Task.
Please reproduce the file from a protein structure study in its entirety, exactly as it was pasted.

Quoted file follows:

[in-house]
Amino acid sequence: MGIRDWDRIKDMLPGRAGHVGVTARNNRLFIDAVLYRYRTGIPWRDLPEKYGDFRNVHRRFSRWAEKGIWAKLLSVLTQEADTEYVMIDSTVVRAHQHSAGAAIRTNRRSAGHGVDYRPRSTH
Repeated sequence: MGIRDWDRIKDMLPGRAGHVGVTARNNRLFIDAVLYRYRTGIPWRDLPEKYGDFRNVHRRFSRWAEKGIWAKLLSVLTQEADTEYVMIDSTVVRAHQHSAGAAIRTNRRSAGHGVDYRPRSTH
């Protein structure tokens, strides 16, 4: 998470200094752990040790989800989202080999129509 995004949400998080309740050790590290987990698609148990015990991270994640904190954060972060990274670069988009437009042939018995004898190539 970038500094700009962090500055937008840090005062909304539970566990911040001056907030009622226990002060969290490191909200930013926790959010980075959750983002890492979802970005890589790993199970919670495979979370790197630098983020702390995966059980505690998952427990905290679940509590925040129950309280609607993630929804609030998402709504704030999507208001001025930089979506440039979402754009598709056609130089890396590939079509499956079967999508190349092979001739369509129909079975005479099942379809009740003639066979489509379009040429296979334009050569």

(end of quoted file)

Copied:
[in-house]
Amino acid sequence: MGIRDWDRIKDMLPGRAGHVGVTARNNRLFIDAVLYRYRTGIPWRDLPEKYGDFRNVHRRFSRWAEKGIWAKLLSVLTQEADTEYVMIDSTVVRAHQHSAGAAIRTNRRSAGHGVDYRPRSTH
Repeated sequence: MGIRDWDRIKDMLPGRAGHVGVTARNNRLFIDAVLYRYRTGIPWRDLPEKYGDFRNVHRRFSRWAEKGIWAKLLSVLTQEADTEYVMIDSTVVRAHQHSAGAAIRTNRRSAGHGVDYRPRSTH
């Protein structure tokens, strides 16, 4: 998470200094752990040790989800989202080999129509 995004949400998080309740050790590290987990698609148990015990991270994640904190954060972060990274670069988009437009042939018995004898190539 970038500094700009962090500055937008840090005062909304539970566990911040001056907030009622226990002060969290490191909200930013926790959010980075959750983002890492979802970005890589790993199970919670495979979370790197630098983020702390995966059980505690998952427990905290679940509590925040129950309280609607993630929804609030998402709504704030999507208001001025930089979506440039979402754009598709056609130089890396590939079509499956079967999508190349092979001739369509129909079975005479099942379809009740003639066979489509379009040429296979334009050569």